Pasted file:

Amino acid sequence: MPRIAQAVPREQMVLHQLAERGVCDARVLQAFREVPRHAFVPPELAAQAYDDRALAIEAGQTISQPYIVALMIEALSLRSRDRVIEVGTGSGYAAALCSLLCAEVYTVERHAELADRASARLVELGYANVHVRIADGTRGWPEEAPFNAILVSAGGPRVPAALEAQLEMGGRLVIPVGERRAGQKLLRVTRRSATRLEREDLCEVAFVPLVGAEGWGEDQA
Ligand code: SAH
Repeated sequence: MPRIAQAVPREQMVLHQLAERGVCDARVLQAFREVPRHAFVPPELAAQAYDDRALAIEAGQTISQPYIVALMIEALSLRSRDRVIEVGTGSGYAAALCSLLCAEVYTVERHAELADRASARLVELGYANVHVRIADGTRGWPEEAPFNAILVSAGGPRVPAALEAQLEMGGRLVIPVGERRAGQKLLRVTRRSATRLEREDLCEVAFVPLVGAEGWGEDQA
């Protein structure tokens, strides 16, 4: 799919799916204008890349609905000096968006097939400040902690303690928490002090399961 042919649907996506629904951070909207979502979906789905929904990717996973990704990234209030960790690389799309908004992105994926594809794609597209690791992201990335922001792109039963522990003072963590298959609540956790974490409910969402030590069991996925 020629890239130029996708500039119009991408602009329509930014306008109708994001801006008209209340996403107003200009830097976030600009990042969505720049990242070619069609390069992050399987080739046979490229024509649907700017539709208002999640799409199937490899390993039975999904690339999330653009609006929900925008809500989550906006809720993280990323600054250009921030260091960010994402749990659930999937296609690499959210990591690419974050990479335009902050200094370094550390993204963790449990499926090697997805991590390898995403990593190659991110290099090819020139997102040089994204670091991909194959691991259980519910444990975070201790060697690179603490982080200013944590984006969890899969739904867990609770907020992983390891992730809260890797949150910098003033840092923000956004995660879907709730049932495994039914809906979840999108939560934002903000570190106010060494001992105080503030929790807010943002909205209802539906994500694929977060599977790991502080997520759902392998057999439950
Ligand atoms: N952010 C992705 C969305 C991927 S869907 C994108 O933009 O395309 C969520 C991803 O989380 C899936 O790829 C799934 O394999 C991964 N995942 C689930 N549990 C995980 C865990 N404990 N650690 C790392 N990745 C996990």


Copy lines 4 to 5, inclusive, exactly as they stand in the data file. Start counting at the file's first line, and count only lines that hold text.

């Protein structure tokens, strides 16, 4: 799919799916204008890349609905000096968006097939400040902690303690928490002090399961 042919649907996506629904951070909207979502979906789905929904990717996973990704990234209030960790690389799309908004992105994926594809794609597209690791992201990335922001792109039963522990003072963590298959609540956790974490409910969402030590069991996925 020629890239130029996708500039119009991408602009329509930014306008109708994001801006008209209340996403107003200009830097976030600009990042969505720049990242070619069609390069992050399987080739046979490229024509649907700017539709208002999640799409199937490899390993039975999904690339999330653009609006929900925008809500989550906006809720993280990323600054250009921030260091960010994402749990659930999937296609690499959210990591690419974050990479335009902050200094370094550390993204963790449990499926090697997805991590390898995403990593190659991110290099090819020139997102040089994204670091991909194959691991259980519910444990975070201790060697690179603490982080200013944590984006969890899969739904867990609770907020992983390891992730809260890797949150910098003033840092923000956004995660879907709730049932495994039914809906979840999108939560934002903000570190106010060494001992105080503030929790807010943002909205209802539906994500694929977060599977790991502080997520759902392998057999439950
Ligand atoms: N952010 C992705 C969305 C991927 S869907 C994108 O933009 O395309 C969520 C991803 O989380 C899936 O790829 C799934 O394999 C991964 N995942 C689930 N549990 C995980 C865990 N404990 N650690 C790392 N990745 C996990």